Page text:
woensdag 4 mei 2011

Waarom JP2 een grote paus is en waarom hij heilig is

1. Uit een blogbericht van Damian Thompson:
Secular scholars are unlikely to dwell on the heroic sanctity of the man, which led Pope Benedict XVI to beatify him in a ceremony attended by 1.5 million people. But what they may well say – irrespective of their point of view – is that John Paul II preserved the unity of the Catholic Church at a moment when it seemed likely to fracture.
I was a schoolboy during the last years of Paul VI; what I remember from the time was a sense that the boundaries of Catholicism were being stretched until they seemed likely to snap. The Catholic Church in the 1970s had something of the flavour of the Anglican Communion today. The question of women priests did not tip the Church into schism, but it was a distinct possibility. The Dutch Church had effectively declared UDI [Unilateral Declaration of Independence] from the Vatican; beneath the near-impenetrable jargon of American and European theologians lay fundamental assaults on Catholic belief in the Real Presence, the sacramental priesthood and many other doctrines.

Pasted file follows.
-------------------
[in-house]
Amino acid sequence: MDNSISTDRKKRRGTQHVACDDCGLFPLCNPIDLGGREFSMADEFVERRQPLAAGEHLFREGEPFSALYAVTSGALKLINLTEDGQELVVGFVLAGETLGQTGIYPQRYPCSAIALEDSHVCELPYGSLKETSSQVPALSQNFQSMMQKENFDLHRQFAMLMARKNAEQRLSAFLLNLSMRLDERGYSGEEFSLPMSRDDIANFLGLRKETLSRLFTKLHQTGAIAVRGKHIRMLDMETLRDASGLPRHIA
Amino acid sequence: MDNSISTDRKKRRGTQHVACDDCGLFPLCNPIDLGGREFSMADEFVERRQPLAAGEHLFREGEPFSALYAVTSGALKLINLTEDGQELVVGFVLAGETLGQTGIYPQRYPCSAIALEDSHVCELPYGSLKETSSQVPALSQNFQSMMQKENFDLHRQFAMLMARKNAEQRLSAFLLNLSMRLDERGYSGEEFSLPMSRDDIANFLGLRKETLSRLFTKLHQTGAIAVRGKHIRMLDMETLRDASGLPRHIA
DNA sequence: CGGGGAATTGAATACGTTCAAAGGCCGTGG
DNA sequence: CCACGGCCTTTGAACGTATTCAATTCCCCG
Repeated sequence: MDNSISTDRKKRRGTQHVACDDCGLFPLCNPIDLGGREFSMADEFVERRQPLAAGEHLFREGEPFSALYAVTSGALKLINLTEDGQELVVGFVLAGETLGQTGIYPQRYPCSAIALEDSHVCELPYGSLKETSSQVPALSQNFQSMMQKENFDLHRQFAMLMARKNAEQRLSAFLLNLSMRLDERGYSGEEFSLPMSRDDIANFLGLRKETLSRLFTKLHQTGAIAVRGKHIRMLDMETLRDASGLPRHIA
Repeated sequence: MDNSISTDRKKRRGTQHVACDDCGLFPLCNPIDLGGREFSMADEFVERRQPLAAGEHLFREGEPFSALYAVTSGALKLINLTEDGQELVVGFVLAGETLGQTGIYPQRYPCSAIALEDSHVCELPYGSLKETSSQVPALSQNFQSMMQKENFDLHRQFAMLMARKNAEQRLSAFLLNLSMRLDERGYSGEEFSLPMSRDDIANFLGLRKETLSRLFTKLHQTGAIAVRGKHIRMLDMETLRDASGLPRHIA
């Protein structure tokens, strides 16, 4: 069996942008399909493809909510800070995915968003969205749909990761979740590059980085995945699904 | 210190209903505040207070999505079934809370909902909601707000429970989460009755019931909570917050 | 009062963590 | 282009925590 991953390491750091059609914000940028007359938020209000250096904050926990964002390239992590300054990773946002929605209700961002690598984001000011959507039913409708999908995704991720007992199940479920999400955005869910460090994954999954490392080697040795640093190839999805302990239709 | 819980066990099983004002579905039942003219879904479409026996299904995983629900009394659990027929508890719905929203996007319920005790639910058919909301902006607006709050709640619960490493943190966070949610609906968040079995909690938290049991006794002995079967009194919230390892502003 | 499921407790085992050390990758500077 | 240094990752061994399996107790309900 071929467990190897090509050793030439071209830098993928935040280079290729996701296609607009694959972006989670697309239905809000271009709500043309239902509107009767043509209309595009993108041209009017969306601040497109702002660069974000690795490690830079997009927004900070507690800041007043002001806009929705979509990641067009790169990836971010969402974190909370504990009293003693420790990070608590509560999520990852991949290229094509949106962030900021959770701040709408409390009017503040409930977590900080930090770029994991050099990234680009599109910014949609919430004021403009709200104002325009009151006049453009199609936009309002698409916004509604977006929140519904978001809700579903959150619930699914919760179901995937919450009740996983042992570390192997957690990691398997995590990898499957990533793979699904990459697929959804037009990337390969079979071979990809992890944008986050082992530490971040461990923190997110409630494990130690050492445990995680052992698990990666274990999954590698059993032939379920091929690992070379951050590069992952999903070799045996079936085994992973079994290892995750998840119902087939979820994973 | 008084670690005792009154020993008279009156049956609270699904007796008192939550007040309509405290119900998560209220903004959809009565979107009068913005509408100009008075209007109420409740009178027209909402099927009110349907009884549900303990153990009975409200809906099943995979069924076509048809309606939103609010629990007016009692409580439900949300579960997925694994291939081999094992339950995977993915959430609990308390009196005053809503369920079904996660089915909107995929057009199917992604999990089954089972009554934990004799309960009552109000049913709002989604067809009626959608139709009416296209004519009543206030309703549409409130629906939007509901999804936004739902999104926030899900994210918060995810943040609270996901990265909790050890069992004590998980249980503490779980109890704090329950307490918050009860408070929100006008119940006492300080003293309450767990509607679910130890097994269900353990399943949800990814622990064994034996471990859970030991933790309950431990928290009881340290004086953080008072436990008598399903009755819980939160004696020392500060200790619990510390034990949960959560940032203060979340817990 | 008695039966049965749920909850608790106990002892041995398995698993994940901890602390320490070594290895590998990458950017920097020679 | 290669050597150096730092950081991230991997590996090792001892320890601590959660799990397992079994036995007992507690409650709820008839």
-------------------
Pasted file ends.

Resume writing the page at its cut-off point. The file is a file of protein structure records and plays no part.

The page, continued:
John Paul II used the power of the papal office to close down debates over these matters. Liberal Catholics may regard this as an assault on intellectual freedom, but from a sociological perspective what we were witnessing was the leader of a worldwide religion using his teaching authority to declare that his organisation believed X and not Y. No religion can survive without such boundaries, wherever they are drawn. The Church in the past has closed down debate over (for example) the divine nature of Christ; John Paul ruled that the Church did not have the power to ordain women now or ever – and, in issuing this ruling, put the prospect of women priests beyond the boundaries of Roman Catholicism, just as lay presidency at the Eucharist lies beyond the pale. The Church became a more peaceful place as a result.
That is just one example; there are other instances of boundary-drawing which kept in what other Catholics were trying to throw out, such as traditional devotion to the Virgin Mary, which was marginalised after the Second Vatican Council but, thanks to Mary’s devoted servant John Paul II, is no longer.
Karol Wojtyla was a man of formidable intellect: his encyclicals, and the Catechism he commissioned, sought to enrich rather than pare down the Magisterium. But it strikes me that his central achievement was to spell out what Catholics believe and what they do not, something that was by no means clear when he took office.
2. En hier de Engelse vertaling van een mooi artikel van Sandro Magister voor de Chileense krant La Tercera.

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